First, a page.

Sukitte li na yo 2 continues to give the shoujo romance tropes little twists to keep them fresh, though some of the storytelling effects that made episode one stand out are missing this time. What amazed me the most about this episode was how quickly Mei accepts new friends. Naturally, she’s a little uncomfortable being in a group singing karaoke but no one really minds that. Her new best girlfriend is Asami and before you can blink she’s asking Mei if she likes Yamato and admitting that she herself does. Mei has every reason to be embarrassed or run away from these new social things but she doesn’t, which I find very interesting.
I also like how they handle some of the other common shoujo things, like our pair of backbiting bullying bitches who make fun of Asami for her big chest. Standing up to them was a nice thing to see (though why didn’t she use her excellent kicking skills?), but the surprise was that we don’t see the fight. Also, nothing is resolved. You know that Asami will continue to get abuse from them, and so will Mei, probably. Bullying is a fact of life in that school, an ongoing nuisance, and probably for this show a convenient tool for moving the story along when someone needs to be tested. And there is the side story of Kenji the fool, trying to do some good and only making it worse, until he takes a tip from Mei (already someone he can trust) and makes everything better than it was in the first place. (Nice confession, Kenji!).
But the most interesting pot stirring comes from Yamato. The story goes around that he’s kissed every cute girl in the school. Asami’s in love with him and isn’t surprised when Mei says she is too (no dilly-dallying for Mei. She won’t lie to herself and extend her indecisiveness for episodes or like that other show, an entire two seasons). Everyone likes him because he’s so nice, but you begin to see here that this might simply be a way of manipulating people, especially girls he wants to kiss. At the episode end Mei confronts him about this kissing business, so he plants a few more on her. After the third or fourth Mei is completely defenseless, and he knows it. How many other girls has he done this to? Another good episode, but as I said, the story was told more straightforwardly than usual. Too much to tell, less time to get flashy.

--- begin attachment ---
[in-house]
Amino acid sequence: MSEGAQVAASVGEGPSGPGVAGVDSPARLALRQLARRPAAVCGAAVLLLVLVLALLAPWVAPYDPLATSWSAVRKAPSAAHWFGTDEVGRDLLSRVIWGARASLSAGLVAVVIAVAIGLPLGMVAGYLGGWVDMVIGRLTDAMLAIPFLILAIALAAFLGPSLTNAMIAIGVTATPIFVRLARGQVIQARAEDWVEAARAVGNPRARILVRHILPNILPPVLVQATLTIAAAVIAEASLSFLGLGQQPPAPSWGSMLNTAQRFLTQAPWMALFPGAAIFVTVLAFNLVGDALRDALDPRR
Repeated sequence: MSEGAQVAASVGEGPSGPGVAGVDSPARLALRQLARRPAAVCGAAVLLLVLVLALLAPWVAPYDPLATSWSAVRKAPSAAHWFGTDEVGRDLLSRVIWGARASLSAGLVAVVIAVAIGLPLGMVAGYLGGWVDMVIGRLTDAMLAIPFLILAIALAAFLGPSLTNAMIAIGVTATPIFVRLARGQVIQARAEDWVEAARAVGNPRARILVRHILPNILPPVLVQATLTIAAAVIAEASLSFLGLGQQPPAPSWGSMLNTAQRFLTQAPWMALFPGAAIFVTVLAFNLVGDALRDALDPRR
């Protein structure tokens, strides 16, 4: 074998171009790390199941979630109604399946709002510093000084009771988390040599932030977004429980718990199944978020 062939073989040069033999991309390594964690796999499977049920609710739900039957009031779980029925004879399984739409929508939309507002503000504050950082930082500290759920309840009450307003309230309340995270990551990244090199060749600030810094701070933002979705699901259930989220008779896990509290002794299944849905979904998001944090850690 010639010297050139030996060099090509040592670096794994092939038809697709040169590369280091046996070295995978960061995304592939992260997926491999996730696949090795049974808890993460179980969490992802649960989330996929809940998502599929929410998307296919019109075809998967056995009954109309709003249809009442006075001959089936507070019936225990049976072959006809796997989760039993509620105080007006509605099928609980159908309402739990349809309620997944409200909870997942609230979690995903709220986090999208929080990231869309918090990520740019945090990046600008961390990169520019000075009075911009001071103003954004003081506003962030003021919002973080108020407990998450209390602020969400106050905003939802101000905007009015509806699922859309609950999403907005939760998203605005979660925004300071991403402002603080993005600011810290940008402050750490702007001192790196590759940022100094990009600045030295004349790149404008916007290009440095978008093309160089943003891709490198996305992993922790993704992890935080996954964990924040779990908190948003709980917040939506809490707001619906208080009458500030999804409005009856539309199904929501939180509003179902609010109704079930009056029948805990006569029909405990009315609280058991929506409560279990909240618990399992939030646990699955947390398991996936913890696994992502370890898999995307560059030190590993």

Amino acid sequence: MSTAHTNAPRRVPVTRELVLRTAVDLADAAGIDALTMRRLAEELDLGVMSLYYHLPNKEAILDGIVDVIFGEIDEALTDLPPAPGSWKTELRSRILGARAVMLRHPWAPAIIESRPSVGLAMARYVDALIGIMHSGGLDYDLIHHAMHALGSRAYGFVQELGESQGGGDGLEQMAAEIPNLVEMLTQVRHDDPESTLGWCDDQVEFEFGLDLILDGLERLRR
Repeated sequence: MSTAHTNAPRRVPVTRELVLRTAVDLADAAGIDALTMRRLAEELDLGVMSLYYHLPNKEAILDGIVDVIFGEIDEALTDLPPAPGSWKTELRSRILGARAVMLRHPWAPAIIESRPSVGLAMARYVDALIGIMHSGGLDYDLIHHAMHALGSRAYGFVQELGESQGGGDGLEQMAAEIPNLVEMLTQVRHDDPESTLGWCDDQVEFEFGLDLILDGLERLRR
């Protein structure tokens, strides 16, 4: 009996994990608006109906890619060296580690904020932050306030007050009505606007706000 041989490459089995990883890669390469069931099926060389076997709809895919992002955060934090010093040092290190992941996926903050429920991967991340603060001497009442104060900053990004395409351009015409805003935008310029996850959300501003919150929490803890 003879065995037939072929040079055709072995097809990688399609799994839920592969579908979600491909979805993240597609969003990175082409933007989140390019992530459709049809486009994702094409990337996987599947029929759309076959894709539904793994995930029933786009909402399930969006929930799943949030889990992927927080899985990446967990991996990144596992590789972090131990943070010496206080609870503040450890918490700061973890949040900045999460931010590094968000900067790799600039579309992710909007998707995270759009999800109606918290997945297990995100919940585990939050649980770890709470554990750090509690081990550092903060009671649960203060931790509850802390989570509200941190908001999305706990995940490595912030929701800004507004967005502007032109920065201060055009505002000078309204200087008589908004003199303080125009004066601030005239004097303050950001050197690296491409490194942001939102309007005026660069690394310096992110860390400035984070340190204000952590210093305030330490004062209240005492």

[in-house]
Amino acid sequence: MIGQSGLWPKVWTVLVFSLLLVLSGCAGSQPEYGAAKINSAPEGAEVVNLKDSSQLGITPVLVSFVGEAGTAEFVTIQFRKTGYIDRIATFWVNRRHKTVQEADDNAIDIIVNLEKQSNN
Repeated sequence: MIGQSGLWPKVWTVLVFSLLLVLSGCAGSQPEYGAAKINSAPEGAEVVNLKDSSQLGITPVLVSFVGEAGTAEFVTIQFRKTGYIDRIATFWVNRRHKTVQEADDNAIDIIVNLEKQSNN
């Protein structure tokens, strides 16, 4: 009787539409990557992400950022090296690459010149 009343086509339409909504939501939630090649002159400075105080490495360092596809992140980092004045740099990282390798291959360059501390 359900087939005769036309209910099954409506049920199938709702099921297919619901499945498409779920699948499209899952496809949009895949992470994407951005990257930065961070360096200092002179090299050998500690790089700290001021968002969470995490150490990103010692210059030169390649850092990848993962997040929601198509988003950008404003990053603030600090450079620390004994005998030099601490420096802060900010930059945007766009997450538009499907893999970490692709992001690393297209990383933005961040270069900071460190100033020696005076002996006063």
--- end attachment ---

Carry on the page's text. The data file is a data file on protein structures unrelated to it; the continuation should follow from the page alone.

Space Brothers 28 takes a little time to digress about the UFO. Why not? The show takes its time doing everything, and I was curious about what that footage Hibito had recorded actually was. So are the astronauts, showing their wondering, geeky sides as well (I loved that. These men and women are trained physically and mentally to do practical things in space, yet they still have a trace of “wow!” sensibility) It shouldn’t be a surprise to find out what it was. The point of the whole thing was to demonstrate the bond the brothers have, that one of them would do so much to make the other one happy, and protect him from bullies. Even if the footage was bad enough that no one would believe it. It was pretty much a farewell episode for Hibito, even if he hasn’t actually gone up yet.
Zetsurn no Tempest 2 tells us very little we didn’t know already. We get some talk at the beginning in the “Now, let me get this straight” category to fill Yoshina in on the situation, and to remind us, I suppose. Hakaze wants off the island, Fuwa wants his bloody revenge, and we spend much of the episode watching Yoshino try to figure out what he wants, apart from staying alive for the time being. Yamamoto’s still gunning for him,, you see, and come to think of it I wouldn’t have minded some explanation as to why. I honestly can’t remember why she’s pointing guns at people. In the end it looks like Yoshino’s decided not to abandon his friend. Good thing, too, since Fuwa, gleefully quoting Hamlet, has taken on a Samon guy who’s probably too powerful for him. And so we have a pretty good idea of the two boys’ basic differences. And it looks like I was wrong about that girlfriend in the next town.
The first half of Polar Bear’s Cafe 28 isn’t terribly interesting. Panda switches places with Polar Bear and runs the cafe. He actually does a pretty good job when they finally get him to unlock the door. Polar Bear trying to be Panda was the funnier bit. Part two, all about Full-Time Panda, is a lot better. FTP, pretending to be Panda-kun, asks the creepy Rin Rin out, and the whole thing resembles a scene where a jealous girl is confronting a boy about another girl he likes better, except the girls in this case are pandas and the boy is creepy. To be fair, Rin Rin acquits himself well, patiently listening to FTP’s increasingly drunken speeches and coming to the zoo the next day to give him cuteness tips. I think they could have done more with that scene and less with the aftermath, but it’s a good segment nonetheless.
Teekyu 2 is as frantic as #1. I had to watch it twice and I still missed some of the jokes. And trying to get a decent screenshot is a nightmare. But it’s only two minutes, what the hell.